Painting American: The Rise of American Artists, Paris 1867-New York 1948
Shortly after the Civil War, a resurgent America strode brashly onto the hallowed ground of the Paris salon to present its most distinguished painters in the Exposition Universelle of 1867. Their offereings included majestic Western waterfalls, magnificent portraits, sprawling landscapes--the cream of a nation ready to assert itself culturally as it had begun to do so economically. The Americans sat back to bask in anticipated applause.
But their confidence would be shattered when the luminaries of the French Academy condemned the spectacle as being unworthy of the great nation that had produced it. The rebuke provoked widespread soulsearching in America: Why was the land of Melville and Poe unable to produce paintings of comparable power? How was it to claim a place among nations producing art of real consequence?
In this magnificent historical panorama, Annie Cohen-Solal shows how American pragmatism furnished the solution: Learn from the best. The French were then the undisputed masters of painting, and so to France the Americans went in hordes, apprenticing themselves in the studios of reknowned masters--Gérôme, Cabanel, and others--or founding colonies such as the legendary one at Pont-Aven. From the seeds of their individual efforts would grow an extraordinary crop, one that included not only the great--Whistler, Cassatt, Sargent--but a legion of artists of all ranks who collectively pushed forward a bold new American enterprise. In two generations, Paris would be eclipsed, and the greatest French artists would begin coming to New York to be at the new center of everything.
Meticulously researched and presented as a captivating story, this book tells the saga of the rise of American artists as we have never had it before: a surging transatlatic ebb and flow of cultural energies, driven by innumberable fascinating individuals--painters, collectors, critics, titans of industry--some of them now famous, others forgotten. Informed throughout by the author's unique perspective as a scholar, a writer, and a cultural diplomat, Painting American offers an utterly new understanding of one of the greatest changes in cultural history.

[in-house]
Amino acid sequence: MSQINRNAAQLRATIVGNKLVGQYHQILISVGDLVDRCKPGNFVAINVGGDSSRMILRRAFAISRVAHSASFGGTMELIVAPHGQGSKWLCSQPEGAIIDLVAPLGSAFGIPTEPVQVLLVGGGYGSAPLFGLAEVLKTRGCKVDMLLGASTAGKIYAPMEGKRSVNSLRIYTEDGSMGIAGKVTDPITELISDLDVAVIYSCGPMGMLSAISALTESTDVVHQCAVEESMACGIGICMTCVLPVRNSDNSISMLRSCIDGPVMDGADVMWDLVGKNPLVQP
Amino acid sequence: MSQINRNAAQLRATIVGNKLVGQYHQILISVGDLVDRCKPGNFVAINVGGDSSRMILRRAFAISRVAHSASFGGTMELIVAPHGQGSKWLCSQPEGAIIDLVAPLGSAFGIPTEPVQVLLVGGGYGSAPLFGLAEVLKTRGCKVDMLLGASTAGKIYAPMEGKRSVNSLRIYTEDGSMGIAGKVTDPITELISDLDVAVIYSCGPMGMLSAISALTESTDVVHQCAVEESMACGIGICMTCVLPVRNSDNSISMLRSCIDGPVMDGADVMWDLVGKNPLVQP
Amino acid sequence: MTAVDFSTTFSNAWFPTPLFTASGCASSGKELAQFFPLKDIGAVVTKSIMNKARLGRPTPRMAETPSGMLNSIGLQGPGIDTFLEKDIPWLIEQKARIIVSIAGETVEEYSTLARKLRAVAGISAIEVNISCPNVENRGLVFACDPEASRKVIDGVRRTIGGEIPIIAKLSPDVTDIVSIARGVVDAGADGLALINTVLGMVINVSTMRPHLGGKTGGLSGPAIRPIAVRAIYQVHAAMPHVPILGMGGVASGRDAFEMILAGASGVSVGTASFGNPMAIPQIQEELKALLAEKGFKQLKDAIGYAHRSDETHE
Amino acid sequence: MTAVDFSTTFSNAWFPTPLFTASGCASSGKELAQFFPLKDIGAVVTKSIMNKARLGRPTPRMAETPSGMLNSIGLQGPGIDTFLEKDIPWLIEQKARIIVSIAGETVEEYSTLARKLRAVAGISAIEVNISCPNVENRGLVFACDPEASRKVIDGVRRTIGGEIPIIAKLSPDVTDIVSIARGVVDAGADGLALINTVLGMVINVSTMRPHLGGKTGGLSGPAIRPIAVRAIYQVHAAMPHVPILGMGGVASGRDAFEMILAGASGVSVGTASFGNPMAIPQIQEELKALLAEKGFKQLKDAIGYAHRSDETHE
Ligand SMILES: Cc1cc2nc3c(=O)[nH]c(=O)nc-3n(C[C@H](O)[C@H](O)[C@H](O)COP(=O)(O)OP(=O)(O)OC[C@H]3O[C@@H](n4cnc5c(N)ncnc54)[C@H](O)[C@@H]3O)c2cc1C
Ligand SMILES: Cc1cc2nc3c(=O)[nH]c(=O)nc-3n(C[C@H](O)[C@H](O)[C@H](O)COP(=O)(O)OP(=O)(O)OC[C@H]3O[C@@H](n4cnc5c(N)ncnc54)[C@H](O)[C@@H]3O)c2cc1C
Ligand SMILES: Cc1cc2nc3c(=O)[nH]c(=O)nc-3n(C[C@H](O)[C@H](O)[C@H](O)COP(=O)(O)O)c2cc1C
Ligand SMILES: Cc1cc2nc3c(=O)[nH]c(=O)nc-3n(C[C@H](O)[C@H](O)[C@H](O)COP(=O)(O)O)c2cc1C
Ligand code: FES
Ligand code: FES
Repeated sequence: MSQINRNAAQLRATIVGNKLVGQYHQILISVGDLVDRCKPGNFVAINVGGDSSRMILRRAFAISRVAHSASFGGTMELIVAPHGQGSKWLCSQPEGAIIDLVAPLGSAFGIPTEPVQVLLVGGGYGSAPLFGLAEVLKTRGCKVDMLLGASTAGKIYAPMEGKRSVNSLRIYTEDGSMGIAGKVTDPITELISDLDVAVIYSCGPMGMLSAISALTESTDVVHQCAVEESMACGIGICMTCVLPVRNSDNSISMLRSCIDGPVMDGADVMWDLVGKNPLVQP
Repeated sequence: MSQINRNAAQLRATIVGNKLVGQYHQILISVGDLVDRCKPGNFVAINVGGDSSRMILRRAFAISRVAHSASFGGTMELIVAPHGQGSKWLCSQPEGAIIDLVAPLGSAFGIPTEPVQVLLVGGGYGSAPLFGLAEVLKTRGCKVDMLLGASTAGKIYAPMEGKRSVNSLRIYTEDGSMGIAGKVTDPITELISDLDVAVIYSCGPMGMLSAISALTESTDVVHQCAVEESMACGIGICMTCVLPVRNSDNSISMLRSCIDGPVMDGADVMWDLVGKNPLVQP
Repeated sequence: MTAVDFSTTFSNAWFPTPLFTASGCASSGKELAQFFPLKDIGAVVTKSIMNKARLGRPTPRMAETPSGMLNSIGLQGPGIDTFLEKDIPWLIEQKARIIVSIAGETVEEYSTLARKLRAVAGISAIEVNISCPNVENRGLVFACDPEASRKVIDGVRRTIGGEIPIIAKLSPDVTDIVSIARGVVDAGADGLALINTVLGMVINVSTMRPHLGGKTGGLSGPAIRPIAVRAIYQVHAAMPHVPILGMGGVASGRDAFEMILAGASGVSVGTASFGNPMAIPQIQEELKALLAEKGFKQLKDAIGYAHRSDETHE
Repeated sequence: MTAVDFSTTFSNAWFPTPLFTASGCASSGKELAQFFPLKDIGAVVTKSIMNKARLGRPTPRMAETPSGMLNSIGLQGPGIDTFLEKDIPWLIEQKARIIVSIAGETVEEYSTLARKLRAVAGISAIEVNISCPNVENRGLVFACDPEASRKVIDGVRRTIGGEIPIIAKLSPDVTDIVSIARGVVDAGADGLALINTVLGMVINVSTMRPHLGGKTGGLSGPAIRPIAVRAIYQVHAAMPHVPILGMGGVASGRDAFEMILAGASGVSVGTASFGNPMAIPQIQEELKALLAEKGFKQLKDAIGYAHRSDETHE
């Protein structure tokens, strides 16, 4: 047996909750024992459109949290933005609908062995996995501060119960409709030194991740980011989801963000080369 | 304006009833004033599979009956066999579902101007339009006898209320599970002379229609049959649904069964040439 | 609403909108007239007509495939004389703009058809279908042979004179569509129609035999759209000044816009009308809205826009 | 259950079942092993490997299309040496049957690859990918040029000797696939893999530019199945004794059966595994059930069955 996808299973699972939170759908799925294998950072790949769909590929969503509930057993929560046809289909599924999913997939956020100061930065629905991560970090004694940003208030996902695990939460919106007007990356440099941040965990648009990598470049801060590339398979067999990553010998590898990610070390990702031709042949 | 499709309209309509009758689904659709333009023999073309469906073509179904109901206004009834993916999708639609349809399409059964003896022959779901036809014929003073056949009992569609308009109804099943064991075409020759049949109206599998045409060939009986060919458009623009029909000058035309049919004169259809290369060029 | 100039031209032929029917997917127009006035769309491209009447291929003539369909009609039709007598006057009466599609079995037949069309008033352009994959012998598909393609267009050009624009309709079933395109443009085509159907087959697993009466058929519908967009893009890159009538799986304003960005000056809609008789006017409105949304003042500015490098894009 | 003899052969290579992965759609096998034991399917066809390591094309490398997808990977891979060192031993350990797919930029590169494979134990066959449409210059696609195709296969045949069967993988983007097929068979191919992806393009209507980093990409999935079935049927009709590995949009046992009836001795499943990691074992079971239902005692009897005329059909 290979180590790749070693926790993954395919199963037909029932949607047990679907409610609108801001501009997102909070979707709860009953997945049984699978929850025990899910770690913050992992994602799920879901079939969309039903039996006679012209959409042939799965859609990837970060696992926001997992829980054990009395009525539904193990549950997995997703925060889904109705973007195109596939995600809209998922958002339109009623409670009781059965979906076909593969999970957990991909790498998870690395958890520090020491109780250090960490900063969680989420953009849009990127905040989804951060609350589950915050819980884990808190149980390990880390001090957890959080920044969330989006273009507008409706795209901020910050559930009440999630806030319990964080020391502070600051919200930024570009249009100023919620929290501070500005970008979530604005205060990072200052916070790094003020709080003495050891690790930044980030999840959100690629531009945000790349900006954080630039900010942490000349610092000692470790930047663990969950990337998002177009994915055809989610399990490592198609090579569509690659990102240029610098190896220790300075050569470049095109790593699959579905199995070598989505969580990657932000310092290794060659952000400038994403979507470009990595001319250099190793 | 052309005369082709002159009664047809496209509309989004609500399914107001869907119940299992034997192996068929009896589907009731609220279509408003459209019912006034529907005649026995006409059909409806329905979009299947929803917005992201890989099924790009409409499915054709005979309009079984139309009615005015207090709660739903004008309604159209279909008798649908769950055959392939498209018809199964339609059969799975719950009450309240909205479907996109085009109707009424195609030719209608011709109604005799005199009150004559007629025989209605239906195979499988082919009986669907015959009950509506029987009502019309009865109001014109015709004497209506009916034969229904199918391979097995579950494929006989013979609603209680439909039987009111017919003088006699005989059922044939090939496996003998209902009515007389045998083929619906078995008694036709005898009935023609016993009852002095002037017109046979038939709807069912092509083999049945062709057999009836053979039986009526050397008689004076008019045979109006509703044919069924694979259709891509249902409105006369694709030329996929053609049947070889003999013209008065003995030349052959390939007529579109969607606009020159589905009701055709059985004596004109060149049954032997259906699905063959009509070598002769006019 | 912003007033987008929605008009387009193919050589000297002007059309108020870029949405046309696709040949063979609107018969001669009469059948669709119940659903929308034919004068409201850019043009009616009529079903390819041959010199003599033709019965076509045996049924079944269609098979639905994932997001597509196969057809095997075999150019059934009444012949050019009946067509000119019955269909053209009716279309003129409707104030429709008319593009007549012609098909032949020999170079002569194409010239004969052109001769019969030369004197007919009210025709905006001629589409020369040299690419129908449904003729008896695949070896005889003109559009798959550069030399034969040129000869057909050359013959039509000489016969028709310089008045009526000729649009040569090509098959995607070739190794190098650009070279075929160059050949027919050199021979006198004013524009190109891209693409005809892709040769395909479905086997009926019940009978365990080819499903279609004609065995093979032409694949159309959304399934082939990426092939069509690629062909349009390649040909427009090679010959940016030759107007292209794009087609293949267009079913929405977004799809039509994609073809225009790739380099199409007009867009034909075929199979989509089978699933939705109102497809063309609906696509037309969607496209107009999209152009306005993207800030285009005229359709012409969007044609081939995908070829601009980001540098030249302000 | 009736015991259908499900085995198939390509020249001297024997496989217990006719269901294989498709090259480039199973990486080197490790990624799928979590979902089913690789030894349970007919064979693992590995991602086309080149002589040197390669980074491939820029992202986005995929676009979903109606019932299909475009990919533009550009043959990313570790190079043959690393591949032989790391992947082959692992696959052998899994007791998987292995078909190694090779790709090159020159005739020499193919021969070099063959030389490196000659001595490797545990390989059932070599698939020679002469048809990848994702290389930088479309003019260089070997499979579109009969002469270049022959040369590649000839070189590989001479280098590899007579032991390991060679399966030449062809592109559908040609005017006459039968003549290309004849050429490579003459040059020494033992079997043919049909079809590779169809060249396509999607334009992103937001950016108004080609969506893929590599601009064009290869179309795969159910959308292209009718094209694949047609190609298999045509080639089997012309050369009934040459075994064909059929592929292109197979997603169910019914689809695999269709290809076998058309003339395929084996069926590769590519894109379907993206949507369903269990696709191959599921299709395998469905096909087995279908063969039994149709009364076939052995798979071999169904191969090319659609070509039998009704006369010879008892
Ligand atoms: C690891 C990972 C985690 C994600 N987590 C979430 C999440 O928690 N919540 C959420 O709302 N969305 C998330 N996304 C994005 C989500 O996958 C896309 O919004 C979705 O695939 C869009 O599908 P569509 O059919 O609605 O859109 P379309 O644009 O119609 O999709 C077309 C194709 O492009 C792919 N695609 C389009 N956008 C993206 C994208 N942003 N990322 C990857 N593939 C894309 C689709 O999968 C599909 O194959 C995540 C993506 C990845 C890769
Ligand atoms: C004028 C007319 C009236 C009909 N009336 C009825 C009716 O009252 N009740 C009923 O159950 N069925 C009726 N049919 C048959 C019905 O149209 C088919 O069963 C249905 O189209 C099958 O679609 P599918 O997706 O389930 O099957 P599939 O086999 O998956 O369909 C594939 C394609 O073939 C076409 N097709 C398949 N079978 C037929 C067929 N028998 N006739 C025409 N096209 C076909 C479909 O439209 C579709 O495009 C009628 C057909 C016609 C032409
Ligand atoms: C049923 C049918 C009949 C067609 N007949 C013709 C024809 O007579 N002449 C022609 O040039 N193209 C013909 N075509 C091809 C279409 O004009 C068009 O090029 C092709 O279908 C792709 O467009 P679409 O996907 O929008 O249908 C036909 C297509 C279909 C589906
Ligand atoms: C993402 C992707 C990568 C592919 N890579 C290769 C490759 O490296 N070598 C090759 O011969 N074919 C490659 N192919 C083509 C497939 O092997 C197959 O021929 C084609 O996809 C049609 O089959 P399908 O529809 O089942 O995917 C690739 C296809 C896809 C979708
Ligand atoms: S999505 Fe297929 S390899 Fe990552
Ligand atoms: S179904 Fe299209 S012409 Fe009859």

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Painting American: the rise of American artists, Paris 1867-New York 1948User Review - Book Verdict
Translated from the French original, this engagingly written book offers a broad overview of the shift of artistic center from Paris to New York throughout the late 19th and early 20th centuries. Cohen-Solal, a literary historian and former French cultural attach in New York, has written a biography of Sartre, but this is her first book on art history. She provides a fresh perspective on American art and a more anecdotal prequel to Serge Guilbaut's more academic How New York Stole the Idea of Modern Art: Abstract Expressionism, Freedom, and the Cold War (LJ 3/1/84). Although she relies substantially on secondary sources, Cohen-Solal has done a good amount of reading beyond the obvious, and her observations generally ring true. Recommended for general audiences and as a useful overview for academics. Jack Perry Brown, Art Inst. of Chicago Libs. ...
Review: Painting American: The Rise of American Artists, Paris 1867-New York 1948User Review - Jackie - Goodreads
i started this book eons ago...and am still reading it! i relish the close up of the period... it feels like yesterday! Read full review
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